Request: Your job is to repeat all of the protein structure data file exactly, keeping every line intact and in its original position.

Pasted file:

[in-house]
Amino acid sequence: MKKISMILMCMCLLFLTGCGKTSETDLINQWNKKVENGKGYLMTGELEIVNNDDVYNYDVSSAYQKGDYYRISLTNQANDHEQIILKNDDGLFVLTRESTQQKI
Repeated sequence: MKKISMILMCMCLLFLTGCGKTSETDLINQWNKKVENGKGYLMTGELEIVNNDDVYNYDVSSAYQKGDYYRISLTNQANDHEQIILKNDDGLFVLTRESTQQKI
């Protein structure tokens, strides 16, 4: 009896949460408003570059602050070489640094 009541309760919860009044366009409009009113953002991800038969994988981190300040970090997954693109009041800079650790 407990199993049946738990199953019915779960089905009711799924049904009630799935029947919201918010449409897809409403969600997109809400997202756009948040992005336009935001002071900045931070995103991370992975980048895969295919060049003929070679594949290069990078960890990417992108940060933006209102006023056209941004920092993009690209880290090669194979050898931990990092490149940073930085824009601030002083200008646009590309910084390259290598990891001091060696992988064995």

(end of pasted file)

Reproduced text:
[in-house]
Amino acid sequence: MKKISMILMCMCLLFLTGCGKTSETDLINQWNKKVENGKGYLMTGELEIVNNDDVYNYDVSSAYQKGDYYRISLTNQANDHEQIILKNDDGLFVLTRESTQQKI
Repeated sequence: MKKISMILMCMCLLFLTGCGKTSETDLINQWNKKVENGKGYLMTGELEIVNNDDVYNYDVSSAYQKGDYYRISLTNQANDHEQIILKNDDGLFVLTRESTQQKI
């Protein structure tokens, strides 16, 4: 009896949460408003570059602050070489640094 009541309760919860009044366009409009009113953002991800038969994988981190300040970090997954693109009041800079650790 407990199993049946738990199953019915779960089905009711799924049904009630799935029947919201918010449409897809409403969600997109809400997202756009948040992005336009935001002071900045931070995103991370992975980048895969295919060049003929070679594949290069990078960890990417992108940060933006209102006023056209941004920092993009690209880290090669194979050898931990990092490149940073930085824009601030002083200008646009590309910084390259290598990891001091060696992988064995």